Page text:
And it is drivel. Terribly written, unedited, highly problematic. I'm glad I read it, though, because it means I can critique it. Which I have. A lot. I used to be obsessed with how messed up and bad it is.

I think I've moved on, though.

In Winter of 2009 I made it most of the way through Crepusculo, which is Twilight in Spanish. It was a way of turning a guilty pleasure into an intellectual exercise. Interestingly, it was more painful to read Twilight in Spanish than in English, because I had to go over the words more slowly, and it was more obvious just how repetitive and annoying the language is. On the plus side, Meyer's limited vocabulary made it not as difficult to read as it otherwise would have been.

So: Is Twilight a book everybody should read? I think so. It's painful and terrible, but you kind of just need to know what the fuss is about*. Just don't buy the book, because by doing so you are giving money to the Mormon church, which is homophobic.

Question: If I read a book from the consensus cloud in another language, does that count? I could read 100 Years Of Solitude in the original Spanish. I don't think I would, though. Apparently Marquez' writing is highly metaphorical and difficult to read in Spanish.

Question: Why isn't the HP series in the Consensus Cloud??

* Like Harry Potter. Except that Harry Potter is actually good.

The Old Man and the Sea

When Emmeline and I were crossing off our lists initially we had two highlighters for different categories. One was books that we had started but never finished and the other was books that we owned but hadn't read.

Given that The Old Man and the Sea by Ernest Hemingway was a bookclub book (from the first week), is very short, and I had already begun it, I thought I would start there. Also we were at Joanne's and she had a copy I could borrow.

It turns out that I had barely read the first page and so didn't have much of a headstart. Also, reading a book after you've already sat through a bookclub on it is bizarre, because you are always straining to remember what was said and if it fits with what you are reading rather than just enjoying the book on its own merit.

[Spoilers beyond this point]

I did not like The Old Man and the Sea. If it wasn't so short and I wasn't reading it as part of this project I believe I wouldn't have finished it*. I knew the fish gets eaten by sharks so I knew all his hard work was for nothing. I also couldn't remember if he died at the end or not, so I thought that might happen as well** and the whole thing would have been a waste of time.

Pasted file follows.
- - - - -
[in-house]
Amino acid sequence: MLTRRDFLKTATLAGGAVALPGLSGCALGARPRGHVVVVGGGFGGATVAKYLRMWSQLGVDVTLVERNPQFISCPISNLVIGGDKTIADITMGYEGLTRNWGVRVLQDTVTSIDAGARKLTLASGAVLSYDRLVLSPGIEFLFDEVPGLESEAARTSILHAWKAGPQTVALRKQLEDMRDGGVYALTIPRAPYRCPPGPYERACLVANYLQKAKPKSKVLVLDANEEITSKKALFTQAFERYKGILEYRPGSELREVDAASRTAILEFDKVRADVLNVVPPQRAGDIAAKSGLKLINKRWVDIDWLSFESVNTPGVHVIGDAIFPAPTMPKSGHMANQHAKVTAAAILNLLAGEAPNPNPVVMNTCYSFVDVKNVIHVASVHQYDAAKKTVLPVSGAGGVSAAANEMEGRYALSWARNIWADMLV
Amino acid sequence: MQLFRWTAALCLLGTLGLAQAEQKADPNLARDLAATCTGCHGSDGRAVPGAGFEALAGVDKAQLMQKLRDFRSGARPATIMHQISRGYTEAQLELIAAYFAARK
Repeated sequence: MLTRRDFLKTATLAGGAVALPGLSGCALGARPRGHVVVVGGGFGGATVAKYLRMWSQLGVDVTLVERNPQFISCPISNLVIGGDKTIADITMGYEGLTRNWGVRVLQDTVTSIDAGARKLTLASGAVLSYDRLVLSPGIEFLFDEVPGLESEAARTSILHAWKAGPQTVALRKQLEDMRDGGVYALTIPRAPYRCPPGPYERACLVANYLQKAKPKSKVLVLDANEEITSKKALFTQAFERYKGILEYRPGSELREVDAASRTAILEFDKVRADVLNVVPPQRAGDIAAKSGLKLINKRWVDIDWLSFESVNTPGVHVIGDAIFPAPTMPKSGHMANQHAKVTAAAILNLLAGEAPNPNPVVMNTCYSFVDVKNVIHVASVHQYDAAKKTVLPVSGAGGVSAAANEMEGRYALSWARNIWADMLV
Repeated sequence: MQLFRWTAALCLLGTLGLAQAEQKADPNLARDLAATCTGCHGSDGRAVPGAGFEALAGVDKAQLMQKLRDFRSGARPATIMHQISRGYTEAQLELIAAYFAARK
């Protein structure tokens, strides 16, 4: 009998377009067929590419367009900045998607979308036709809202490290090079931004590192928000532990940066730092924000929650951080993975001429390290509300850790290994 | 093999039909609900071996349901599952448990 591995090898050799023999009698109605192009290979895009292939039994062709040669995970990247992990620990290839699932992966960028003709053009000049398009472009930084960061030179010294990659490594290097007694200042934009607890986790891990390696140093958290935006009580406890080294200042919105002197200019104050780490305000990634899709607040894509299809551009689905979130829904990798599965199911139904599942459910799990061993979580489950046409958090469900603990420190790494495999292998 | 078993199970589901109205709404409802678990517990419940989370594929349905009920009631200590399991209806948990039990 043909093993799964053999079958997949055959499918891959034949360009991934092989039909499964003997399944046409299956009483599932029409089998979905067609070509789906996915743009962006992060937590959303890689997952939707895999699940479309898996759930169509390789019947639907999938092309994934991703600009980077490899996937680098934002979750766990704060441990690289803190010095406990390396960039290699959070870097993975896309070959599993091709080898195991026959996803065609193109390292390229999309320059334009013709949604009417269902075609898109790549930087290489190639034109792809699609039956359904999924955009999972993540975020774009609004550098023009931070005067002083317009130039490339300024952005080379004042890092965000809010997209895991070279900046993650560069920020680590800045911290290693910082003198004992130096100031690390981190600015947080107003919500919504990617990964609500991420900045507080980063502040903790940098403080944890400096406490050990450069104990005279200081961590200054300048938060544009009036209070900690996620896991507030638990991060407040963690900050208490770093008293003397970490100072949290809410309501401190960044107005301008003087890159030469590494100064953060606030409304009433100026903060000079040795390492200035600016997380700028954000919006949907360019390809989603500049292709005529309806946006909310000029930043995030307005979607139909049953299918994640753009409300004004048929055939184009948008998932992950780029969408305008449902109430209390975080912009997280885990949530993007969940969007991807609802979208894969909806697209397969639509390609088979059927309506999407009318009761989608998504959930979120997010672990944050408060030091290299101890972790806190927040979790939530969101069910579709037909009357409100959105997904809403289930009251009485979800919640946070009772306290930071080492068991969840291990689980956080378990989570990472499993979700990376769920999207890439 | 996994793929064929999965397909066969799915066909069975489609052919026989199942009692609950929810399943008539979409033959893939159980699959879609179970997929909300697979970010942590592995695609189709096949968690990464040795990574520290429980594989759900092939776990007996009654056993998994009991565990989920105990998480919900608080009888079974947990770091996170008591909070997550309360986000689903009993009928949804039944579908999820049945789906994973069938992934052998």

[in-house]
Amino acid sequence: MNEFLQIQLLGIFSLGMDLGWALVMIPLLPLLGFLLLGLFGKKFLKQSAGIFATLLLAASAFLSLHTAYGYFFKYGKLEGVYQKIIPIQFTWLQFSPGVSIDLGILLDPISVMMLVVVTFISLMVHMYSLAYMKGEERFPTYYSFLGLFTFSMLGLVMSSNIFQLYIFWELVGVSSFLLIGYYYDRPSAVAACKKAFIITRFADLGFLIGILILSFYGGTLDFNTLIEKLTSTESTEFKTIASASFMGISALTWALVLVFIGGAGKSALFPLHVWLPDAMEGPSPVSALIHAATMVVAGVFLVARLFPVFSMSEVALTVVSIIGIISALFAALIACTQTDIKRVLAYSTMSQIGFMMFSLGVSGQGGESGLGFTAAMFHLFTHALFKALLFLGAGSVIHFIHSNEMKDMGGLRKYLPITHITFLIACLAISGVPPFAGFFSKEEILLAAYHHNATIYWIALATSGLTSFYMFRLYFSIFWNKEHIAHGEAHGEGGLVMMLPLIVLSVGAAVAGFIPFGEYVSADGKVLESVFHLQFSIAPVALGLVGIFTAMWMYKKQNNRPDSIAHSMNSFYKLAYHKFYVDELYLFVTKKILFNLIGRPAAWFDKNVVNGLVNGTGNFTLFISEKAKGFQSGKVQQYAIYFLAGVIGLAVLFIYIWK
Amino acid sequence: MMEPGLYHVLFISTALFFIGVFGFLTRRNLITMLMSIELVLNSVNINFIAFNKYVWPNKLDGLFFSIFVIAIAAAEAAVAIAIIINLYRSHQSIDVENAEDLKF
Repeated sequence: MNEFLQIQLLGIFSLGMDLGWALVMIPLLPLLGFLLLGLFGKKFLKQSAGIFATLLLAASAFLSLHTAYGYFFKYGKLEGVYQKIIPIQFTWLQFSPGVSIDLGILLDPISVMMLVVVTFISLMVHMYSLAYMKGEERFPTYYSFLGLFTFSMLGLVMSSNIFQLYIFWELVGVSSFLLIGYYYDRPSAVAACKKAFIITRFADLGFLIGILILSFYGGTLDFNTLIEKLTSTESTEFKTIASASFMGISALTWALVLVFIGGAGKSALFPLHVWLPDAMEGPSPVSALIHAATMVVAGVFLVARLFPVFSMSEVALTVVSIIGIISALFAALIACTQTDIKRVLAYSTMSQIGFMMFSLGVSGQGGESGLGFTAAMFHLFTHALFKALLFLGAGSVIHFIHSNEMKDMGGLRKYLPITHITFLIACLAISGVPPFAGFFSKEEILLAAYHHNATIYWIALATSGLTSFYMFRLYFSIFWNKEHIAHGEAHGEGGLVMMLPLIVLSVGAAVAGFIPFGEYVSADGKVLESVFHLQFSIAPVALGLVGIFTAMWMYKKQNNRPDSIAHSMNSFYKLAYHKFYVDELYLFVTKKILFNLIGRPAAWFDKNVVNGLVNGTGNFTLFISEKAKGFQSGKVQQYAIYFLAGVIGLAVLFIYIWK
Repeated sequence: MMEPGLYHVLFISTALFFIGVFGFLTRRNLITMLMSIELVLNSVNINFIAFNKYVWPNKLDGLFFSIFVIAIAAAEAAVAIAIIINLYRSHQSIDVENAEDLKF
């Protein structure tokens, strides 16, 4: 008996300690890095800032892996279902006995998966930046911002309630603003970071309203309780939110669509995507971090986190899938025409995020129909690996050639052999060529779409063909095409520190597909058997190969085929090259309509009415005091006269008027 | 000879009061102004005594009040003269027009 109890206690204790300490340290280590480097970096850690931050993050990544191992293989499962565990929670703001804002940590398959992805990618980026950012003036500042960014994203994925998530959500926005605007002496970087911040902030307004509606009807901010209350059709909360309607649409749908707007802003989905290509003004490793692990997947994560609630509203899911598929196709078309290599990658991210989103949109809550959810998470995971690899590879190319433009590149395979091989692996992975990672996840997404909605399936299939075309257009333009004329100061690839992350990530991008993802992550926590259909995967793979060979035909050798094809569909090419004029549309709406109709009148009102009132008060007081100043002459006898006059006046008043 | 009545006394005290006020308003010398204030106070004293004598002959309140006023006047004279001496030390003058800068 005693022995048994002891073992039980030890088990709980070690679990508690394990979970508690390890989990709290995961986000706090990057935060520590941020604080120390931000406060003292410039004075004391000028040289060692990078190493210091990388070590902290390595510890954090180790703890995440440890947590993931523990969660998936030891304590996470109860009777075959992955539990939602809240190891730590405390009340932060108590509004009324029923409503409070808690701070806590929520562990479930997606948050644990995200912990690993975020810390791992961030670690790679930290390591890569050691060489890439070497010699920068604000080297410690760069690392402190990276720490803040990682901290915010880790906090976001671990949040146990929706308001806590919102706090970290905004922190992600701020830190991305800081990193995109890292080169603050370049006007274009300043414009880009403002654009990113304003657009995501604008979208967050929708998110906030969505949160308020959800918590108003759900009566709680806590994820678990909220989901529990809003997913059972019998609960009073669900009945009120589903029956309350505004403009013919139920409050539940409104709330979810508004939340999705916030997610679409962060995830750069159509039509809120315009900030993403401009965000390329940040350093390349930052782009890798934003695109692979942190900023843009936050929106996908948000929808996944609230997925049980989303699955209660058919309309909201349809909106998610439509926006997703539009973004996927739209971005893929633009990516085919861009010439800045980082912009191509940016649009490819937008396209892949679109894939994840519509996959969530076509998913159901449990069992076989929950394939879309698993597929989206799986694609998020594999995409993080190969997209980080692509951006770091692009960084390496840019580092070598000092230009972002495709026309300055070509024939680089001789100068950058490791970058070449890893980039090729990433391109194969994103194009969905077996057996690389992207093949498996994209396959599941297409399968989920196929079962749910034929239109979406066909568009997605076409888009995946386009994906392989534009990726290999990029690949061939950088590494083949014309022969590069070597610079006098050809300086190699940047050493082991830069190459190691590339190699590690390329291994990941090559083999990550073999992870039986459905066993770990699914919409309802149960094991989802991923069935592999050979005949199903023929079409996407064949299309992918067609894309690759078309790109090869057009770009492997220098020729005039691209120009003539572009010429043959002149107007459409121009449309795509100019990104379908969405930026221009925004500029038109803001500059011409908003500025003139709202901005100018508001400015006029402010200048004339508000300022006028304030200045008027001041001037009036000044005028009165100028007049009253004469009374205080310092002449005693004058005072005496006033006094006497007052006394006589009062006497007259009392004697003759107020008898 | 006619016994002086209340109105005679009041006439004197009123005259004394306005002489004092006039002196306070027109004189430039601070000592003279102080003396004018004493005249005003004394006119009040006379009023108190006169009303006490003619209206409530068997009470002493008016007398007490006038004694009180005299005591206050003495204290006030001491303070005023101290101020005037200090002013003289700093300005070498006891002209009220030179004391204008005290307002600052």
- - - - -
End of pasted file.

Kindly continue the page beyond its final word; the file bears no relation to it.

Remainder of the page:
The imagery of the book was good, I could really imagine his hut, his body, his boat and the ocean.

I liked that the skeleton of the fish remained even after the sharks had demolished the flesh and the old man was revered for his skills upon return to the shore, rather than ridiculed for fanciful stories, which I was terrified he would be.

With the return of the young boy to fish by his side forevermore and the vindication of his skills as a fisherman; it was all in all a pleasant ending to a painful journey.


*I am not afraid to stop reading a book I don't like or am not currently in the mood for. On my consensus cloud The Scarlet Letter and 1984 are two books I previously have started reading but haven't felt like finishing and have discarded for a later time (which may or may not come).

**I always assume the worst will happen in books and movies. It can take away from their enjoyment and I have begun to seek out spoilers when I feel my enjoyment will increase. Previously I eschewed spoilers like the plague!

In the Beginning.

Having finished my degree I am left with a gaping hole in my life which I have been asking around for hobbies to fill it with. Emmeline suggested I attempt to read all the books on a book cloud she had had on her wall for a while.
I immediately went online, printed out a copy and crossed off as much as I could.
It looked pretty good because of the few that I have read, many are the large-text (most popular) books. Initially I didn't cross off Hitchhikers or Narnia because I had not finished the series. Emmeline then pointed out to me that The Hitchhikers Guide to the Galaxy only refers to the first book, not the whole series. I promptly crossed out both only to be corrected that that one does refer to the whole series!!

Emmeline and I decided to aim to read as many as possible by the end of 2012. And of course if it isn't on the internet they you didn't really do it. So we are making a blog and posting about the books we read. Reviewing would probably be the wrong term, we shall see what our thoughts look like.

Whilst visiting Cecelia I was creating a Venn Diagram to show what Emmeline and I had read and where our overlaps are. Cecelia wanted to be involved so we brought her into the fold despite her serious handicap (she gets carsick and so did not have the 2 hour bus trip during high school advantage that Emmeline and I did).

I hope you all, nonni, zii and anonymii* enjoy our reading escapades!


*I initially had 'grandparents, aunties and anonymii' because the plural of one anonymous person must be anonymii. Then I couldn't go past the alliteration that writing grandparents and aunties&uncles in Italian would create.